Aug. 13th, 2012

ext_2512: ([actors] i am wonderful)
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Overall Reaction: ...Oh, sorry, I just got totally distracted reading about why Wil Wheaton left the show. I guess "wanted to take movie roles" is acceptable, though I also would have accepted a mere, "It really really sucked to be a teenager playing a character everyone in the universe hated."

On that note, I'm going to try and be nice about Wesley now that he's leaving, and not to dance gleefully at his abrupt departure. Much.

All of my notes were actually about him this episode, so there was nothing for me to put above. My notes were even mostly nice! If you ignore the one that says, "why would you want to be in a tiny shuttle with a way too happy Wesley for days," that one was a little harsh. Also the bit where I just wrote "FUUUUUUUU WESLEY."

I'm sorry, this was going to be nice! It will be nice! Here is the nice: I thought this was a not too annoying send-off for Wesley. Yes, he did some mysterious I'm-a-super-genius problem solving, but it was local problem-solving rather than Enterprise-saving, and so I'm going to forgive it. Also, I didn't understand it because they didn't even make an effort to explain what was going on there so I really feel unequipped to judge.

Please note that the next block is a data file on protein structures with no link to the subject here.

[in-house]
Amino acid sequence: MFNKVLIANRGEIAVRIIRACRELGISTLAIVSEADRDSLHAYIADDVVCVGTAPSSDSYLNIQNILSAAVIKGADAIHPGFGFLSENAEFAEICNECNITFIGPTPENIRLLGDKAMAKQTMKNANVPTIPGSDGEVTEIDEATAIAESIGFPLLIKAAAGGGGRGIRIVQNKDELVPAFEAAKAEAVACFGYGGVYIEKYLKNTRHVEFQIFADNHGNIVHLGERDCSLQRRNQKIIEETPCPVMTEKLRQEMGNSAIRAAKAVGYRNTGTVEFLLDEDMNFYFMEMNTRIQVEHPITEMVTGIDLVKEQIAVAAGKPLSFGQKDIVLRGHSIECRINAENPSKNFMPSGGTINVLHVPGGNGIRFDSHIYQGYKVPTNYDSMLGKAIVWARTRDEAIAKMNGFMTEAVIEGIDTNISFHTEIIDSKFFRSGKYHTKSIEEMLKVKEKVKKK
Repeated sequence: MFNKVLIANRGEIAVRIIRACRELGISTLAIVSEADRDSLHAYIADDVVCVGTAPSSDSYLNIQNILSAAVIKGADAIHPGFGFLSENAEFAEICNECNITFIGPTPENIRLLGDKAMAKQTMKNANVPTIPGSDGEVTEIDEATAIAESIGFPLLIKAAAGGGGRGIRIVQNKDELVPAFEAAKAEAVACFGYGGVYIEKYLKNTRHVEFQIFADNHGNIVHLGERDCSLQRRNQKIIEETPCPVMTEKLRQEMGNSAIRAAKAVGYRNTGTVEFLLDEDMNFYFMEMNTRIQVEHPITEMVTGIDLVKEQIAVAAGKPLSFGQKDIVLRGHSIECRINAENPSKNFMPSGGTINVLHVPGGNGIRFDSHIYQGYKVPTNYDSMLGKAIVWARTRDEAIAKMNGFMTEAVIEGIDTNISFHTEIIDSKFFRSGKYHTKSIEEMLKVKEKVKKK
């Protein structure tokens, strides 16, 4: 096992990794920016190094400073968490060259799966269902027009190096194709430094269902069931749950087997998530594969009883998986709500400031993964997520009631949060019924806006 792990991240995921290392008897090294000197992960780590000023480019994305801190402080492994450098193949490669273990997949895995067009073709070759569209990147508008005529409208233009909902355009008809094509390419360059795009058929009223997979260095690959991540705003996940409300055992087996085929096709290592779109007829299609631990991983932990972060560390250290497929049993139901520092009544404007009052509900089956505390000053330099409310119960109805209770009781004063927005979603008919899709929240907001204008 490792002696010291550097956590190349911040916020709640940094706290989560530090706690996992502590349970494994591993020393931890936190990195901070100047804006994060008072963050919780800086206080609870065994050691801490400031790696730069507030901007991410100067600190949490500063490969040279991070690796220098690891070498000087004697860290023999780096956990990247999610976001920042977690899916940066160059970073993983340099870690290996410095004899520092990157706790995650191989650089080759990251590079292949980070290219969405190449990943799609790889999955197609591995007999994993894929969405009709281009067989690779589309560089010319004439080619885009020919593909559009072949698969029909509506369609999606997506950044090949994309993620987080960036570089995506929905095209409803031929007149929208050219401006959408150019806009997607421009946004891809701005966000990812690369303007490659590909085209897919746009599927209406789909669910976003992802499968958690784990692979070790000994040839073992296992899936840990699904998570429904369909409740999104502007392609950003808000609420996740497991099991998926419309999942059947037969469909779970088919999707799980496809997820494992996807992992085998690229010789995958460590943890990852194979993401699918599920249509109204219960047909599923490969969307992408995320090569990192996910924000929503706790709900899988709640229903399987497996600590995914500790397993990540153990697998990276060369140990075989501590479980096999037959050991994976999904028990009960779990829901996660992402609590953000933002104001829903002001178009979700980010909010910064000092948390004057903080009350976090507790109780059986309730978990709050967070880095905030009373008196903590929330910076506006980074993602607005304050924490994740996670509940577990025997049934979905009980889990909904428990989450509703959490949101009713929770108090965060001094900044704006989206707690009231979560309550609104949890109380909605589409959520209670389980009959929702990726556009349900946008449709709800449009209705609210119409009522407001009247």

I'll also forgive his slightly whiny snark, because the miner guy was an asshole and deserved the whiny snark.

Wesley also had some nice emotional scenes with Picard, who I'm not convinced really cares about Wesley, but I am convinced that Wesley really cares about him and sees him as a paternal figure, and so Wesley's worry about him and attempts to be brave for his sake and his desire for Picard's approval and all the swirling teenage emotions he went through rang true. UGH, I DON'T KNOW, I DON'T GET WHY ALL THESE ADULTS GIVE THEIR TIME AND ENERGY TO CARING ABOUT THIS TEENAGE BOY, WHY IS HE SO SPECIAL, PLEASE JUST GO GROW UP AT STARFLEET WESLEY. No, wait, that got mean again.

This was a perfectly acceptable episode, and it also means Wesley is henceforth relegated to guest star, so...

Star Rating: ** 1/2 for the episode; * star for my attempts not to be mean, I am so sorry, he just brings out the senseless character basher in me

Quote of the Episode:
"Sir... you don't know this. No one knows this. Because I've never told anyone. All of the things that I've worked for - school, my science projects, getting into the Academy... I've done it all because I want you to be proud of me." (Wesley, I'm pretty sure everyone knew that)
ext_2512: ([tng] deanna is horrified)
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Overall Reactions: Deanna, girl, when you lose your empathic skills you go to hot mess territory fast.

They took "therapists make the worst patients" and ran with it in this episode. Deanna was pretty harsh with everyone after losing her empathic abilities, to the extent that I kind of liked it when Riker -- who'd just been hanging around being supportive -- kind of stone cold shut down Deanna's self-pity party. Although I like Deanna (regardless of any fun I may have had at the expense of the way the show sometimes uses her special senses), she can seem irritatingly composed and understanding from her position of superior understanding, and I think Riker hit the nail on the head with his "aristocratic" comment.